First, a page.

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Judge sets date for auction to sell former Champlain property in Surfside

Dubai-based developer agrees to move forward with contract to purchase former Champlain Towers South property in Surfside.
Verónica Zaragovia
/
WLRN
Dubai-based developer agrees to move forward with contract to purchase former Champlain Towers South property in Surfside.

A May 24 date has been set to sell the beachfront property in Surfside where the Champlain Towers South collapse took place last year.

Almost a year after the collapse of a condominium building in Surfside that killed 98 people, the beachfront property will be sold in an auction.

The purchaser is a Dubai-based developer, DAMAC Properties, which has agreed to move forward and buy the land for at least $120 million. As part of the agreement, the purchaser will also need to deposit $34 million with the escrow agent, to increase the total earnest money deposit to $50 million.

"So called putting their money where their mouth is," said the court-appointed receiver, Michael Goldberg, at the start of the last hearing on May 4. "If the court will entertain moving the auction that is required to take place, where the court will consider higher and better bids, if any, from what would be June 20 under the contract to the week of May 23rd."

"There's tremendous geopolitical risk in the world. I don't know what's happening in Europe and if it escalates — in addition to rising interest rates," Goldberg said. "Therefore, judge, I strongly recommend that the court grant this motion."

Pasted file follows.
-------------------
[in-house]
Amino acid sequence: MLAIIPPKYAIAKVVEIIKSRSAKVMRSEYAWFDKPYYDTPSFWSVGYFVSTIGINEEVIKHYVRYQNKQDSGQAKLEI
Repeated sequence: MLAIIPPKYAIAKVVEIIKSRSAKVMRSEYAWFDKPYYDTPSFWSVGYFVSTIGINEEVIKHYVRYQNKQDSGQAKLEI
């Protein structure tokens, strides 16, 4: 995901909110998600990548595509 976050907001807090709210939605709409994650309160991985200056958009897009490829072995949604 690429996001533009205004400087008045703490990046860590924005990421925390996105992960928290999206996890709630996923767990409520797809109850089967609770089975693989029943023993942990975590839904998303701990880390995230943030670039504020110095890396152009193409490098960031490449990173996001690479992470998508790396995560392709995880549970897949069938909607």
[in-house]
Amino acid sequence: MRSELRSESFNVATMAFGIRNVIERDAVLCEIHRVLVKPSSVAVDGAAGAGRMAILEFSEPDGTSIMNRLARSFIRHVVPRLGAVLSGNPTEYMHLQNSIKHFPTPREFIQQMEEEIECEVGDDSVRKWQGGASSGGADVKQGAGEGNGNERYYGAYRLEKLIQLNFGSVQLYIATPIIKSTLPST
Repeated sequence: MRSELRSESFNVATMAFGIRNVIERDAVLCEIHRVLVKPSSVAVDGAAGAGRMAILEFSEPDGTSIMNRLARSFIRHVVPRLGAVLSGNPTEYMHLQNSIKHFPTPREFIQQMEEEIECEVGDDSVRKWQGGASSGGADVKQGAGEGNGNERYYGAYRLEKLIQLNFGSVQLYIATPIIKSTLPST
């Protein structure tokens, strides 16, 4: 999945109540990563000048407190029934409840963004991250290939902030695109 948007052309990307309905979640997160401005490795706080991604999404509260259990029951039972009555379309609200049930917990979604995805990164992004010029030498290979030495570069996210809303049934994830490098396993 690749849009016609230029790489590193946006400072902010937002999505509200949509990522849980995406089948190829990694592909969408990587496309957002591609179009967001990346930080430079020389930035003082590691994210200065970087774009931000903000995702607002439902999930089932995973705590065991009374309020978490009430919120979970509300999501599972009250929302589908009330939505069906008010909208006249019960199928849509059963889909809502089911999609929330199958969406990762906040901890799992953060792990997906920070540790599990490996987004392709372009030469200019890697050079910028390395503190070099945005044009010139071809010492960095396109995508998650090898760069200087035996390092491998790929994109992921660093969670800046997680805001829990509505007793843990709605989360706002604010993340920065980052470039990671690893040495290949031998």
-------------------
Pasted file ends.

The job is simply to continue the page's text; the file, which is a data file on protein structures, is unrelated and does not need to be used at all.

Miami-Dade Circuit Judge Michael Hanzman agreed to set the auction date for May 24 in the morning.

"It is the court’s intention, once this property is sold at auction in a few weeks, to move the closing process quickly, close this transaction and pay the amounts to the condo owners that the court approved," Hanzman said.

The money will go towards the $83 million settlement for condo unit owners who survived. The auction will take place at the Miami-Dade Children’s Courthouse.

"We could have zero bidders or up to a dozen bidders," said Avison Young's Michael Fay, who was appointed by the court to oversee the auction. "Most of the people that we’ve been speaking with have been waiting for this day. They wanted to know if DAMAC would go at risk on their deposit, which they have. So this helps build the case. Everybody now knows what they have to do to become a part of this auction process."

Bidders have to make their deposits and file their bids by Friday, May 20.

Hanzman said he will take $750,000 from the $83 million settlement for expenses, like maintaining the property all of these months and paying the attorneys who've been working pro bono.

On Wednesday he said that the sale of the property will not preclude the Miami-Dade state attorney from accessing the property to finish an investigation.
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